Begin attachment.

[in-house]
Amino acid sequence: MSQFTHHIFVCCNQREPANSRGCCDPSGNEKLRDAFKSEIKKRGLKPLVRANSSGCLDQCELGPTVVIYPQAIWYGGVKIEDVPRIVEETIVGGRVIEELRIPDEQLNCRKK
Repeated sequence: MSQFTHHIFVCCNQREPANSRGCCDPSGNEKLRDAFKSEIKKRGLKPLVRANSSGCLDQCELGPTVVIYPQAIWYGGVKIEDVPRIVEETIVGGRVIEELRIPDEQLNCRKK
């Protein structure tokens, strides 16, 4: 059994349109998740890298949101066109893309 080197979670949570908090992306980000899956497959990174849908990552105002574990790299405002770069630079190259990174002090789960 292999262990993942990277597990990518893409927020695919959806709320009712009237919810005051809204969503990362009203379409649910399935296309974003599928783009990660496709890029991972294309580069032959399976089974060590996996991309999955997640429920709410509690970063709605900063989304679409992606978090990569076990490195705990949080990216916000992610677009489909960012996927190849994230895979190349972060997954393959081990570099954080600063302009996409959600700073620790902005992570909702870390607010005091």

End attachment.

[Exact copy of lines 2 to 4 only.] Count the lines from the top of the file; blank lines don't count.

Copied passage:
Amino acid sequence: MSQFTHHIFVCCNQREPANSRGCCDPSGNEKLRDAFKSEIKKRGLKPLVRANSSGCLDQCELGPTVVIYPQAIWYGGVKIEDVPRIVEETIVGGRVIEELRIPDEQLNCRKK
Repeated sequence: MSQFTHHIFVCCNQREPANSRGCCDPSGNEKLRDAFKSEIKKRGLKPLVRANSSGCLDQCELGPTVVIYPQAIWYGGVKIEDVPRIVEETIVGGRVIEELRIPDEQLNCRKK
């Protein structure tokens, strides 16, 4: 059994349109998740890298949101066109893309 080197979670949570908090992306980000899956497959990174849908990552105002574990790299405002770069630079190259990174002090789960 292999262990993942990277597990990518893409927020695919959806709320009712009237919810005051809204969503990362009203379409649910399935296309974003599928783009990660496709890029991972294309580069032959399976089974060590996996991309999955997640429920709410509690970063709605900063989304679409992606978090990569076990490195705990949080990216916000992610677009489909960012996927190849994230895979190349972060997954393959081990570099954080600063302009996409959600700073620790902005992570909702870390607010005091």